Several months ago, I wrote an article detailing the needless and extremely costly taxpayer-funded demolitions that have been happening at the Montana State Hospital at Warm Springs. Since then, a small group of determined people, and myself, have made some progress in our efforts to stop some of the last remaining structures at the facility from being destroyed. We have also learned of largely unknown real estate opportunities at Warm Springs that have become available to the public.

The buildings that are in the most jeopardy are all very large, at least by Montana's standards. They include the former Receiving Hospital (77,000 square feet), two old barns, and a third agricultural building that appears to be about a century old, with a very large 1950's addition to its north side. Contrary to most official state reports, all of the endangered buildings are in fair condition, with the exception of one of the barns.

The most disturbing thing about the destruction that is happening is the fact that it is happening simultaneously at state hospitals all across the country -- some of which were undoubtedly the finest and largest examples of Victorian architecture in America. A few of them were built well before the Civil War.

Even when it was completely intact, the Warm Springs facility paled in comparison, in size and grandeur, to state hospitals in more populated areas. These would have included, but were certainly not limited to Greystone State Hospital in New Jersey, Norwich State Hospital in Connecticut, Topeka State Hospital in Kansas, Bryce State Hospital in Alabama, Oregon State Hospital, and the Danvers and Worcester State Hospitals in Massachusetts. All of these highly valuable and very historic facilities, along with many others, have been either completely, or almost completely, wiped off the face of the earth in recent months, and at the expense of hundreds of millions of state and federal taxpayer dollars to date. If the inherent value of these demolished assets were included in this already incomprehensible cost to the taxpayers, it would, of course, be multiplied by many times to a far greater amount.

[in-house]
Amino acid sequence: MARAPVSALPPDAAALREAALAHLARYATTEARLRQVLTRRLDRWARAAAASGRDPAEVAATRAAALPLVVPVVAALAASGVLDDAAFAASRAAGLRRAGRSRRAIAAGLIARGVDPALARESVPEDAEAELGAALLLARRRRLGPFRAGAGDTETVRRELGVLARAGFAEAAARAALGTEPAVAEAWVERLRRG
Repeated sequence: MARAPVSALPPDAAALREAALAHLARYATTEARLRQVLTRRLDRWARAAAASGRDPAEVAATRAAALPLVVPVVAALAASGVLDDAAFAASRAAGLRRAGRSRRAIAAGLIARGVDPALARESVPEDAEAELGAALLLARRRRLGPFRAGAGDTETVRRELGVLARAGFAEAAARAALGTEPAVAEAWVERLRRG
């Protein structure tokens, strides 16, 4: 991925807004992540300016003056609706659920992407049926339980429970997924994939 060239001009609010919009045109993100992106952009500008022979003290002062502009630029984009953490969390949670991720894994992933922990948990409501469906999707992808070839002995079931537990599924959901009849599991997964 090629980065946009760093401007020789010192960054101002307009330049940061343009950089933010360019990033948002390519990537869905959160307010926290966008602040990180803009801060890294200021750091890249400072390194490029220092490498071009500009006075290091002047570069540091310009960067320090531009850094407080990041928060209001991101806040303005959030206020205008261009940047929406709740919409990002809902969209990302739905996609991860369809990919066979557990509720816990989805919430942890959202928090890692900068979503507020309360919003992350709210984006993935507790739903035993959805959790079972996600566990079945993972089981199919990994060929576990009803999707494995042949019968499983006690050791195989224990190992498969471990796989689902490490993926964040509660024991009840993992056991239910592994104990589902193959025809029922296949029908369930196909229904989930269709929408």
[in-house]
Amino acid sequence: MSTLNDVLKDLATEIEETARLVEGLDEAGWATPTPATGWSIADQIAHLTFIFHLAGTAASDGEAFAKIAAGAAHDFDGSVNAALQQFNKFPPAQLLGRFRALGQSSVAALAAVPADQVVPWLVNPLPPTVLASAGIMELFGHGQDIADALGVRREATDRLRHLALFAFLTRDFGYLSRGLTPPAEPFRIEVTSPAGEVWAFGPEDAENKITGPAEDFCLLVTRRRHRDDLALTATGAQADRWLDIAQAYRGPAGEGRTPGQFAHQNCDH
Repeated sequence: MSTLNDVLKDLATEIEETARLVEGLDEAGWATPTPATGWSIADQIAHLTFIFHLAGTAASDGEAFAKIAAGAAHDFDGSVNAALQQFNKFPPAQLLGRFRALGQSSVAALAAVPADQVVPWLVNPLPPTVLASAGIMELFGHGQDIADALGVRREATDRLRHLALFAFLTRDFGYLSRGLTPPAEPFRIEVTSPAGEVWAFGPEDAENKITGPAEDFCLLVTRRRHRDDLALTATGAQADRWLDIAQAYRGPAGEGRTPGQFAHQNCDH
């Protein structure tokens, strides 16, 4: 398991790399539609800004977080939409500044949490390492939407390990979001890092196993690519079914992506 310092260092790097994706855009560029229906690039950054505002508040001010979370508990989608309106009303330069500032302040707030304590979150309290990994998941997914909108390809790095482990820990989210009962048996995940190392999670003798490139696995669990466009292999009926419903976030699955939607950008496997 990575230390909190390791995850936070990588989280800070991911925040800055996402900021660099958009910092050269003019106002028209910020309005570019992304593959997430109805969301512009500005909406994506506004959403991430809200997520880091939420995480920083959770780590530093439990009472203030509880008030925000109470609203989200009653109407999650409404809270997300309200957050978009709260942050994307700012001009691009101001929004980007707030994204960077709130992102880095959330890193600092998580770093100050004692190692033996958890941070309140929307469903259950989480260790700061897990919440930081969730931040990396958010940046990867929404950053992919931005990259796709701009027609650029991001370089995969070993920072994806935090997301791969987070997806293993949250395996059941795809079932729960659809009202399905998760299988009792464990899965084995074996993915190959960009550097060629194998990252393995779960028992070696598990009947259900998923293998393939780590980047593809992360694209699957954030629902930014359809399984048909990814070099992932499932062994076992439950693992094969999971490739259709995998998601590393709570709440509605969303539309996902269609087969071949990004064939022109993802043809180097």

In every case, the state governments would release a report stating that the facilities were dilapidated beyond feasible repair. But this was always far from the truth. Many of the structures had been vacated less than 10 years ago, and had only suffered minor cosmetic damage. Some were even in great condition. Even those that had been neglected for longer than a decade had held up exceptionally well, which in many cases, could be attributed to the extremely high quality of their exterior finishes.

But all is not yet lost, as there are still a few state hospital complexes that stand largely intact. Though most, if not all, of these "lucky few" are in various stages of jeopardy. The rest of them are like the Warm Springs facility, where most of the buildings are already gone, but those that remain are highly valuable. The former Receiving Hospital at Warm Springs is certainly a multi-million dollar building by itself. Even the Montana Long-Range Building Program had to admit this fact in its last appraisal of the structure, which it now hopes to reduce to rubble.

The demolitions are scheduled to begin this spring, but after many phone calls and visits to state officials by myself and a fellow named Kurt Wyant, we discovered that the state will consider selling or leasing the structures, and the land around them, to anyone who submits a proposal to Mike Manion, Deputy Director of the Montana Department of Administration, before April 9 at mmanion@mt.gov or by mail at PO Box 200101, Helena, MT 59620-0101. He can also be reached by phone at 406-444-3310.

Any interested persons or organizations will have to act fast, but right now they have the opportunity to purchase or lease one or more of these highly valuable buildings for fractions of a penny on the dollar.

 Cameron J. Moylan, Butte, describes himself as an historian and economist

For interior and exterior photos of the buildings, or additional information, Moylan invites people to call him 406-599-3199.

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